series journal
last changed 2007/08/29 14:23

_id caadria2007_585
id caadria2007_585
authors Menegotto, José Luis
year 2007
title The Nazca Lines and their Digital Architectural Representation
source CAADRIA 2007 [Proceedings of the 12th International Conference on Computer Aided Architectural Design Research in Asia] Nanjing (China) 19-21 April 2007
summary This paper relates to a digital architectural design experience in 2005 for the Nazca Competition. Nazca is an archaeological site situated about 400 kilometers south of Lima, Peru. It is a large desert with gigantic millenary geoglyphs carved on the surface, which can only be seen clearly from above. The Nazca geoglyphs are made up of hundreds of lines, spirals and triangular plazas, as well as zoomorphic figures like birds, fish, spider, etc. The Nazca Competition asked for an observatory-lodge of approximately 1.000m2 with 20 rooms, communal bathrooms, supporting areas and an observatory tower of at least 100 meters. The observatory-lodge was designed using a digital representation technique called "Genetically Constructed Structures". The structure was created using the geometric principle of the affinity of two conic sections: circle and ellipse. The form was produced transforming the circle and the ellipse by performing basic geometric transformations (translation, rotation, reflection and scaling). According to this technique, the sequence of transformations was codified in the form of an alphanumerical string, metaphorically named the "DNA structure". The code was inserted as extended data into the entities which shaped the structure profiles. The algorithms were programmed with AutoLISP language. The "DNA code" allowed the structure to be constructed and deconstructed from any point, generating many different forms, to be studied and compared. One year later, the same 3D model was used to test another digital technology called "musical box" where their geometrical points are captured, read and translated into musical parameters, generating music. In this paper we will present the graphical form of the tower as well as the music associated.
series CAADRIA
last changed 2008/06/16 08:48

_id 54c1
authors Pinet, Céline
year 1999
title Facing The Millennium: Where Will CAD Lead Us?
source ACADIA Quarterly, vol. 18, no. 1, pp. 24-25
summary It’s 1999: Yes! We are at the eve of the new century. As I plan my Quarterly Review, I am compelled to search for a site that peers into the future. Of course, the perfect site also contains fascinating graphics and mind grabbing information. Though the Internet as gained galactic proportions since its inception, sites containing both excellent graphics and cutting-edge discussions are an oasis in a desert of triviality.
series ACADIA
email celine_pinet@westvalley.edu
last changed 2002/12/15 15:37

_id ecaade2018_402
id ecaade2018_402
authors Ron, Gili, Shallaby, Sara and Antonako, Theofano
year 2018
title On-Site Fabrication and Assembly for Arid Region Settlements
source Kepczynska-Walczak, A, Bialkowski, S (eds.), Computing for a better tomorrow - Proceedings of the 36th eCAADe Conference - Volume 1, Lodz University of Technology, Lodz, Poland, 19-21 September 2018, pp. 801-810
summary With fast growing population rates and the further desertification of the global climate, desert regions, covering one fifth of the world's surface, provide an opportunity for future habitats. However, their extreme climatic conditions and remoteness pose a planning challenge, currently addressed with prefabrication and layered design; wasteful and costly solutions. This article proposes a bespoke design, fabrication and assembly process: performed in-situ with using local resources and novel automation. The research addresses challenges in on-site robotic forming and assembly of mono-material discrete elements, made in waterless concrete of sand-Sulphur composite. The formed components are examined in formwork-free assembly of wall and arch, with Pick & Place tool-path. The component's design incorporates topological and osteomorphic interlocking, facilitating structural integrity, as well as self-shading and passive cooling, to fit with local climate. This work culminates in a design proposal for constructing desert habitats, climatically adapted for Zagora oasis in the Moroccan Sahara: a remote site of hyper-arid climate.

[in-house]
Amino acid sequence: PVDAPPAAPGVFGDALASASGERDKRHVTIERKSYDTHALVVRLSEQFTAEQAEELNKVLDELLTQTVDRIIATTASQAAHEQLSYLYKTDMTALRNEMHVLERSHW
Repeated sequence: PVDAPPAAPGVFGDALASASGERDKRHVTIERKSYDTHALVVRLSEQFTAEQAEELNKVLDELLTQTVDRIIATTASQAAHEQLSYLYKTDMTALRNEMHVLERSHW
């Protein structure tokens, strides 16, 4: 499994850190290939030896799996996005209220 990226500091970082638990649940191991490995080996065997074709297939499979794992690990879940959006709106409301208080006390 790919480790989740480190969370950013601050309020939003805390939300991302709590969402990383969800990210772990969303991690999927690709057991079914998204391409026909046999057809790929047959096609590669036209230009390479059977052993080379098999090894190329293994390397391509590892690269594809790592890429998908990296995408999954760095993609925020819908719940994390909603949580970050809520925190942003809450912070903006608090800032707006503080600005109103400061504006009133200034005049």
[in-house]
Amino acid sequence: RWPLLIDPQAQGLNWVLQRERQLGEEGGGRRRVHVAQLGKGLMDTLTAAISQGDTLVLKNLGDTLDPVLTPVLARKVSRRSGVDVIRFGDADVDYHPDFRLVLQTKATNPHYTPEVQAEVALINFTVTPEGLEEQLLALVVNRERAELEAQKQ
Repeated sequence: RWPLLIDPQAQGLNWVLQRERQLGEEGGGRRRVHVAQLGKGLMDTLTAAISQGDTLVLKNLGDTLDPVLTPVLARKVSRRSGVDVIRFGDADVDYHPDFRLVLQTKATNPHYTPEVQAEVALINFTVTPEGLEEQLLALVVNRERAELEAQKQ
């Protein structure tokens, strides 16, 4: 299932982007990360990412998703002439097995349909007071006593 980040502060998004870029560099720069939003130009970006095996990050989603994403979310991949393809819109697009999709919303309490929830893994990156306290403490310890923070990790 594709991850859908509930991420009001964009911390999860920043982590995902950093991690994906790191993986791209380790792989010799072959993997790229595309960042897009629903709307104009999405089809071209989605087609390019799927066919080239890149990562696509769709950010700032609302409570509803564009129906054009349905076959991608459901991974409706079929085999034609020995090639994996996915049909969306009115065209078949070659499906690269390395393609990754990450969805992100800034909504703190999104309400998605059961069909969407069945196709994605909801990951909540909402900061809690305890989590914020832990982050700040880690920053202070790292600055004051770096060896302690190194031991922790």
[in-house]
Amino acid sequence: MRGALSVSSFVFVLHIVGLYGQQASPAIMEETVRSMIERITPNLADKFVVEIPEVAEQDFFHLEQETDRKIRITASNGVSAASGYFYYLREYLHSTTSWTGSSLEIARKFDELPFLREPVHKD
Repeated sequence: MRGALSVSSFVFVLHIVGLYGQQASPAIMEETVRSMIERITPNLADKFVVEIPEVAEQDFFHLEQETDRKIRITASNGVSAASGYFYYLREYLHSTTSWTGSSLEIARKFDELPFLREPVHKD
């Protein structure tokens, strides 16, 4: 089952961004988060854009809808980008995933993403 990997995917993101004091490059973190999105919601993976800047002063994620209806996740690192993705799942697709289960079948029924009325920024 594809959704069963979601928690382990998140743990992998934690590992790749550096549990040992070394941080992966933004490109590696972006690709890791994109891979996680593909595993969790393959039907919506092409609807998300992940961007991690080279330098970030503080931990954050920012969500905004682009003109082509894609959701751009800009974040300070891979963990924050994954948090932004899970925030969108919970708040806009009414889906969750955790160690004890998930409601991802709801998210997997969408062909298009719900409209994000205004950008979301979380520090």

keywords Material System; Vernacular Architecture; Digital Morphogenesis; Topological Interlocking; Robotic Fabrication; Robotic Assembly
series eCAADe
email giliron.space@gmail.com
last changed 2018/07/24 10:23

_id cf2009_poster_33
id cf2009_poster_33
authors Vanzer, Paul Martin
year 2009
title Transformation of Housing in the ecology of desert climate: A Bioclimatic -Passive Solar Design vision of the Building integration with a dry environment
source T. Tidafi and T. Dorta (eds) Joining Languages Cultures and Visions: CAADFutures 2009 CD-Rom
summary This investigation arises from the need to include the systems of environmental natural conditioning and the architectural project in the ecology of the desert dry-climate. In this research, it is proposed to investigate the main features and techniques used in Southern Peru as an answer to build in a desert environment with high levels of sunlight and very few rain days. Identifying the historic processes of the vernacular architecture, in which we recognize evolved coherent forms, making possible to define the strategies with which to recreate architecture responsive to the ecology of the desert dry- climate.
keywords Bioclimatic architecture, architecture in desert regions, solar architecture, sustainability, architecture and climate vernacular architecture
series CAAD Futures
type poster
last changed 2009/07/08 20:12